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What Is Industrial Sanitation?

Used shipping can become industrial waste.
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  • Written By: Mary McMahon
  • Edited By: O. Wallace
  • Last Modified Date: 01 September 2014
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Industrial sanitation is a series of practices which are designed to protect the health and safety of workers in industrial environments, in addition to protecting the natural environment from industrial waste and pollution. Many nations have specific legal codes which pertain to industrial sanitation and set out standards for industrial facilities such as manufacturing facilities. These codes can be enforced by representatives of worker safety and environmental health agencies who may inspect facilities, issue citations if violations are identified, and order facility closures in the event of gross violations.

There are a number of sanitation issues which need to be considered with industrial facilities. One is basic sanitation, which includes keeping the facility clean and orderly so that it is pleasant and safe to work in. This includes ventilation, basic housekeeping services, and so forth. Employees also need to access sanitation measures which will help them stay safe and clean, such as working toilets, showers, lockers for storing belongings, and so forth. Sanitation includes training in safe practices and programs which incentivize observation of sanitation regulations.

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Another aspect of industrial sanitation is control of waste at an industrial site. Waste management includes everything from securing chemicals used in manufacturing to ensuring that shipping containers are reused or properly disposed of. A contract with a waste management company may be required, with the company demonstrating that it is controlling and handling waste by securing the services of a company which can handle industrial waste. Special waste management needs, such as dealing with radioactive or biowaste, may need to be handled by a separate company.

Industrial sanitation needs include access to clean water, clear protocols for handling waste materials, and control of equipment used in the facility to confirm that it is not polluting or exposing workers to dangerous situations. Sanitation measures also include steps taken to protect the integrity of the product, such as refrigeration for meat in slaughterhouses, and biological hazards protection at pharmaceutical facilities to ensure that products do not become contaminated.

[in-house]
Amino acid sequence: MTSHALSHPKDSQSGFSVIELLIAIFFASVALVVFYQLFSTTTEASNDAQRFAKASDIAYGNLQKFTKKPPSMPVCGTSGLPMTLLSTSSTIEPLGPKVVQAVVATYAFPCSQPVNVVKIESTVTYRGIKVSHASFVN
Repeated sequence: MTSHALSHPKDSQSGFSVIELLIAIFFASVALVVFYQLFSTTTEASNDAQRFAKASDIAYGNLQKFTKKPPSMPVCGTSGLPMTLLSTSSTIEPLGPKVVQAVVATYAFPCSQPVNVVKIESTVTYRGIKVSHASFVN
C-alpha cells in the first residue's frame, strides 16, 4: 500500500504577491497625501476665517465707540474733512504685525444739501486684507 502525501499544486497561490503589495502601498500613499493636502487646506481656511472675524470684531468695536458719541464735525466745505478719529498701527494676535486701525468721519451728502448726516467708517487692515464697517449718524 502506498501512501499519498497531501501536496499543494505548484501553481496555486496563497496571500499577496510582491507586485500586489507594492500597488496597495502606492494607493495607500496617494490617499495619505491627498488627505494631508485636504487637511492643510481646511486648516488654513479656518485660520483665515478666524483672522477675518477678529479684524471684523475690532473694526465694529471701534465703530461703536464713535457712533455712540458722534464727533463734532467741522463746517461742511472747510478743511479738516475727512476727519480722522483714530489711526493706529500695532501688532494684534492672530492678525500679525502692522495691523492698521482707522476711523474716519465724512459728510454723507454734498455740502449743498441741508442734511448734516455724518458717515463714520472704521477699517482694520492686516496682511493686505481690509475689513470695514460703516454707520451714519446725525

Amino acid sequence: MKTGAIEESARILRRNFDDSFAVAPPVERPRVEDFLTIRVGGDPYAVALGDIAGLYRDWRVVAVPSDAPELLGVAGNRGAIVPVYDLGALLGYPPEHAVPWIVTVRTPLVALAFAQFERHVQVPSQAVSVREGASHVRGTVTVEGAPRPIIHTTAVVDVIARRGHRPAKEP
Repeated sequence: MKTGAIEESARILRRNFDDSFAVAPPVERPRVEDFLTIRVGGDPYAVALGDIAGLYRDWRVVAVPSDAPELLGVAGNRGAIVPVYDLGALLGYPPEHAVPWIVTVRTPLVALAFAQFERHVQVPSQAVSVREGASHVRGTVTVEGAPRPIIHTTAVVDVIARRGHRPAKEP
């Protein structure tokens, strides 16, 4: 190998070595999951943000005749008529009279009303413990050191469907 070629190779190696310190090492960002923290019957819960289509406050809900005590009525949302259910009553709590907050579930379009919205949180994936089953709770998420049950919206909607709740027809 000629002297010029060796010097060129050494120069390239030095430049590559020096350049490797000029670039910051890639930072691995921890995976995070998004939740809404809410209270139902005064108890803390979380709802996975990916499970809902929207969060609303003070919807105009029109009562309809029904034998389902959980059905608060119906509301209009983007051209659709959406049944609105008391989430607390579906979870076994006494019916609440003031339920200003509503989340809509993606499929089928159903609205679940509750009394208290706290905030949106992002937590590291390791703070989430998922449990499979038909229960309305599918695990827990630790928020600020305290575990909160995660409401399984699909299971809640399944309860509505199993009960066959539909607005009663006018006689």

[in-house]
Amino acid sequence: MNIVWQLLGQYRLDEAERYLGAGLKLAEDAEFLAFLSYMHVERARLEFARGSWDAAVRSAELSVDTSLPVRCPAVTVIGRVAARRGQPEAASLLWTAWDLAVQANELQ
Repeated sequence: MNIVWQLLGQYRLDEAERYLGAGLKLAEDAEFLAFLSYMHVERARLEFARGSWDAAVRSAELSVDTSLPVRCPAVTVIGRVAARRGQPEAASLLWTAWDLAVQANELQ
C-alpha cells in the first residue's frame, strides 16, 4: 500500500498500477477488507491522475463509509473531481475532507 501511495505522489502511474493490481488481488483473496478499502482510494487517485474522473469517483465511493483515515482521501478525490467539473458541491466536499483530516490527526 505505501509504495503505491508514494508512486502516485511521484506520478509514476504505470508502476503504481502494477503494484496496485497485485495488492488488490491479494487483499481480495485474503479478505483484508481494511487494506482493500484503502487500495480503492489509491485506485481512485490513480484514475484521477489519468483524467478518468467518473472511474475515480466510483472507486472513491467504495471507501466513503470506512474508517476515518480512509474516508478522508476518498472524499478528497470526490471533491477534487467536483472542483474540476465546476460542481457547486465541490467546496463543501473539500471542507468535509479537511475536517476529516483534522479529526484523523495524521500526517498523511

The needs for different facilities are quite variable. When establishing an industrial facility, a consultant can be hired to outline the needs and develop a plan which will address them and provide room for modifications and improvements in the future. Since the sanitation code often changes, it is important to use a consultant who is familiar with the latest industrial sanitation regulations, and to accommodate government inspectors who may provide additional advice about complying with the law and keeping a facility safe.

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Discuss this Article

JaneAir
Post 2

@JessicaLynn - Wow, that's a depressing perspective. I'm sure that even if there weren't rules in place, most companies would dispose of waste properly. But I do think we need regulations for those few companies that wouldn't do the right thing.

But, you will be glad to know that there are governmental agencies that inspect plants and factories. So hypothetically, if a company was violating these regulations, they would be caught sooner or later.

JessicaLynn
Post 1

I think industrial sanitation is extremely important. I'm glad there are regulations in place that stop industrial plants from polluting.

I really think that most corporations are out for profit first. I doubt most of them would dispose of waste or treat their workers properly if there weren't laws in place to make them do so.

Even still, I'm sure not all industrial plants abide by these rules.

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